Theresa May is to remind ministers that Cabinet discussions should be kept private following a series of damaging leaks.
The Prime Minister will tell members of her top team they should keep quiet about the content of meetings and focus on getting on with the job of governing, Mrs May's spokesman said.
The bid to instil discipline comes after alleged comments by Chancellor Philip Hammond at a Cabinet meeting on Tuesday appeared on the front pages of two different newspapers.
Mr Hammond is said to have told the meeting that public sector workers are "overpaid" and "even a woman can drive a train".
The leaks culminated in an unnamed minister telling one newspaper the Chancellor "is trying to "f*** up" Brexit.
The extraordinary disclosures have exposed the deep divisions at the heart of Government as Britain attempts to negotiate Brexit and Mrs May battles to keep her job in the wake of her miscalculated General Election gamble.
Mr Hammond has seemed to suggest Cabinet colleagues are briefing against him because they don't like his position on leaving the EU.
The Chancellor's insistence that the focus in Brexit negotiations must be on "protecting our economy" has irked some within his party.
The row is being perceived as another example of the PM's weakness in the wake of June's election, which saw her lose her Commons majority.
But Mrs May's spokesman made clear she intends to lay down the law by telling ministers to focus on their departmental responsibilities.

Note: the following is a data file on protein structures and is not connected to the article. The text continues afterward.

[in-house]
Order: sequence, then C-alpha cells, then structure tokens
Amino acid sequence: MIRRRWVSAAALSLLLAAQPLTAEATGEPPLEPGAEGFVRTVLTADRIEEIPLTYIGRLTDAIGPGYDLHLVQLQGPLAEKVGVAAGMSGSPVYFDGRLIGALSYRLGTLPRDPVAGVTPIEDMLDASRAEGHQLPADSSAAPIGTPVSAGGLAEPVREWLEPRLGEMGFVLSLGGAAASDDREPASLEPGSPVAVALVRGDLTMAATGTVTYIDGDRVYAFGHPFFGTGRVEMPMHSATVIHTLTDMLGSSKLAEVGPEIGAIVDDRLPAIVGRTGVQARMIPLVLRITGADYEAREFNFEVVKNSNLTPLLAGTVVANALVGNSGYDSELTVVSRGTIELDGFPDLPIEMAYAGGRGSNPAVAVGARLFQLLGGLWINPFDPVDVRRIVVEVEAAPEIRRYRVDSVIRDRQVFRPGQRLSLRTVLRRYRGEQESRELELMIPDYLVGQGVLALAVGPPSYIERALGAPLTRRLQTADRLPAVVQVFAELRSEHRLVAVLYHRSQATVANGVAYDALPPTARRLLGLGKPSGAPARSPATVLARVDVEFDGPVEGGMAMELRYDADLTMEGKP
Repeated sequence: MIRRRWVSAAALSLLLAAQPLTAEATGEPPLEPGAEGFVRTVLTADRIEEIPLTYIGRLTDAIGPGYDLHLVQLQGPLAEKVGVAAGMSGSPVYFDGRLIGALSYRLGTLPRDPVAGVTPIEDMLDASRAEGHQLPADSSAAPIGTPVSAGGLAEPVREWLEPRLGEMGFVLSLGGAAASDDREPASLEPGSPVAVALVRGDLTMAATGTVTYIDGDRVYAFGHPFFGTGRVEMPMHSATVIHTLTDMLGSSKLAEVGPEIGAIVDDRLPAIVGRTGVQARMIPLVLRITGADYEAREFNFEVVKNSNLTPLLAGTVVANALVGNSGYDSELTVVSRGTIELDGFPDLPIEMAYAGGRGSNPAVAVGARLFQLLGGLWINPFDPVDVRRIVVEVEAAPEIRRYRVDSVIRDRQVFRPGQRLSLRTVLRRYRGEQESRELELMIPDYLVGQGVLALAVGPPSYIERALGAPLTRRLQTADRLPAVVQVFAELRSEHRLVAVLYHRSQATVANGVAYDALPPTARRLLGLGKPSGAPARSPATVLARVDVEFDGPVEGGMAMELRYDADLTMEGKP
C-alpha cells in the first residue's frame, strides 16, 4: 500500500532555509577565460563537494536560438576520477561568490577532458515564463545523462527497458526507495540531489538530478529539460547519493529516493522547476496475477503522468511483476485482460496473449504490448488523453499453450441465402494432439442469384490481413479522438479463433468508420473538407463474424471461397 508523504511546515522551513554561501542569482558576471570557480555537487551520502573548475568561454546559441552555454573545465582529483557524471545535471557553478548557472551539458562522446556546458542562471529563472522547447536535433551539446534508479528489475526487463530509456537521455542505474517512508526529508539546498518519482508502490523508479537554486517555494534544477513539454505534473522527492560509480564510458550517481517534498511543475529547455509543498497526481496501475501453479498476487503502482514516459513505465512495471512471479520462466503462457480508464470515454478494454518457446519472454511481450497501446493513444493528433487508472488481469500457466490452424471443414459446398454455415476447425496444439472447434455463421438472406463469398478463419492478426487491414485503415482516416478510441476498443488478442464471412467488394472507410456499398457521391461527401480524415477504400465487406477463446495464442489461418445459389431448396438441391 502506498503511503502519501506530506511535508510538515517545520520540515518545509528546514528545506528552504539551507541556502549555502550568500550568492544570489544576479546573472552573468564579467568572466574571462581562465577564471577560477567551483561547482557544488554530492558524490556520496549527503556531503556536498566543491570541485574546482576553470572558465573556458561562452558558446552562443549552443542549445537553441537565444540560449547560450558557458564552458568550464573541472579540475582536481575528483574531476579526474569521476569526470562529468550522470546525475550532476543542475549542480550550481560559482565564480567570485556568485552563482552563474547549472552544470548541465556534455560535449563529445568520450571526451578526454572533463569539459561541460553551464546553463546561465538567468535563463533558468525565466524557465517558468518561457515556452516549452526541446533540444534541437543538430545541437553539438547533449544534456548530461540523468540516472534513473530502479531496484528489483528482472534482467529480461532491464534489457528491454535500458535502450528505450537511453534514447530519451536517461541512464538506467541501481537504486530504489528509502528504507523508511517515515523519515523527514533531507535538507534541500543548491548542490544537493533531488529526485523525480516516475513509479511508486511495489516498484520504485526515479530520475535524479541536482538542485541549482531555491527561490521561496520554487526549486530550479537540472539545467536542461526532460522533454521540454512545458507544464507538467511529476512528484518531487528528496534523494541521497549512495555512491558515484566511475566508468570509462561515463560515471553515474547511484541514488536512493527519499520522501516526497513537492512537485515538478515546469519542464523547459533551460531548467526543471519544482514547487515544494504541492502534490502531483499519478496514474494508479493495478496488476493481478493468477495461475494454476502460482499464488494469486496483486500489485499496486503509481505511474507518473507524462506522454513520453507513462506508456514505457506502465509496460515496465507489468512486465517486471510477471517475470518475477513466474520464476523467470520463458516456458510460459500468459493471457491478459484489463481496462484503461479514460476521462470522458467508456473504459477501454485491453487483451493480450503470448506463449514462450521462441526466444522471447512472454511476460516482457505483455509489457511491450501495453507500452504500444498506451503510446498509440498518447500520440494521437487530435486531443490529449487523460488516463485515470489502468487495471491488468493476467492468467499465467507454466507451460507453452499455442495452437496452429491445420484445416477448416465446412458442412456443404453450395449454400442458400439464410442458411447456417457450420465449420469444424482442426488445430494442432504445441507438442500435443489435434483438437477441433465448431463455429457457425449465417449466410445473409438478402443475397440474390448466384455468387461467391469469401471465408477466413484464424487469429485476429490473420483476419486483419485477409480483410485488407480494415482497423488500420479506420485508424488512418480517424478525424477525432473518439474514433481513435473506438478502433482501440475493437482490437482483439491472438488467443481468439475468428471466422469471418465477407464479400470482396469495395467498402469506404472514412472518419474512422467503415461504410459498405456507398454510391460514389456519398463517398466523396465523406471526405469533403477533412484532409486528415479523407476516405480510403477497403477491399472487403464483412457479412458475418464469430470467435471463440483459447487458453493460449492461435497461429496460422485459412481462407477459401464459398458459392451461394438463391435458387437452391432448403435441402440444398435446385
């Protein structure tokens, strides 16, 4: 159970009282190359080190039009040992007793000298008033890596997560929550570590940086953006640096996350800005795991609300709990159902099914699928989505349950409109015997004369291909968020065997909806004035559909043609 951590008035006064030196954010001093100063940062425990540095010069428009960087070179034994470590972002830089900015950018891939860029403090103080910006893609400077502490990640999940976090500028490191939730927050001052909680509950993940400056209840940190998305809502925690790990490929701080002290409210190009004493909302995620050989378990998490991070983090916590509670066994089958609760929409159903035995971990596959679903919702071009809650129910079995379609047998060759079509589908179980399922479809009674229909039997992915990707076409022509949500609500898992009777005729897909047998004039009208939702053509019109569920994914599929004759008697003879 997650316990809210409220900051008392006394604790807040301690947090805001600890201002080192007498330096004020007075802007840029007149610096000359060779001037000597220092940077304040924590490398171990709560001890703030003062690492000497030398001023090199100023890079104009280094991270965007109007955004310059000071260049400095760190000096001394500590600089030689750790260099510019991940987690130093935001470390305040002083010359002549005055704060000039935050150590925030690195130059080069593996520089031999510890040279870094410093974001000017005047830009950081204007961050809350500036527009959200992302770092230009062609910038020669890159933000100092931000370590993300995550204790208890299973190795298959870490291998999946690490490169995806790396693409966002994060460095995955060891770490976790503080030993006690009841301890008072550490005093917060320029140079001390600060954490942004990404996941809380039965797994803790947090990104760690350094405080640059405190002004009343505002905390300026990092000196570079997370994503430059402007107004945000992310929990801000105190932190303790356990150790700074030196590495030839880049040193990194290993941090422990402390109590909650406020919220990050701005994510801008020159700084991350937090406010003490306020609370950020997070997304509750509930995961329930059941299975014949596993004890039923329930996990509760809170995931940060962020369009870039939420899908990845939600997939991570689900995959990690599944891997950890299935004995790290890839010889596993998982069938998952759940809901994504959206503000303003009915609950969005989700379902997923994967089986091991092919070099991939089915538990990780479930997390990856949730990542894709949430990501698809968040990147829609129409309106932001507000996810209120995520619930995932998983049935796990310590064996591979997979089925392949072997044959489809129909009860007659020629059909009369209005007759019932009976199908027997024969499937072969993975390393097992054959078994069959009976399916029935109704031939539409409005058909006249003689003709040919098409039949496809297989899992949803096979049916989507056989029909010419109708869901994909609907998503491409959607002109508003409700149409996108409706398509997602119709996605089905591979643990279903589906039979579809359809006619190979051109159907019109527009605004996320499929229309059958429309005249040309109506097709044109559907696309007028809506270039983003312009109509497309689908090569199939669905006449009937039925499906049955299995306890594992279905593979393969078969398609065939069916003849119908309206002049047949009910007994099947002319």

"She will be reminding them of their responsibilities and making the point that ministers across Government need to be focused on getting on with delivering for the British public," he said.
"I'm not going to get into speculation of who said what where and when.
"I'm simply saying that Cabinet must be able to hold its discussions on Government policy in private, and the PM will remind her colleagues of that at tomorrow's meeting."
Asked whether the PM rejected the claim that Mr Hammond was trying to sabotage Brexit, the spokesman said: "I'm not getting into anonymous quotes.
"What I would say is that the Government is all working together to deliver Brexit, which delivers on the will of the British people."
The spokesman said he was not aware of an inquiry into the source of the Cabinet leak.
Amid infighting back home, Brexit Secretary David Davis headed to Brussels for the second round of negotiations with the EU's chief negotiator Michel Barnier.
Mr Davis said the talks would cover the "substance" of leaving the EU, while Mr Barnier said they would "delve into the heart of the matter".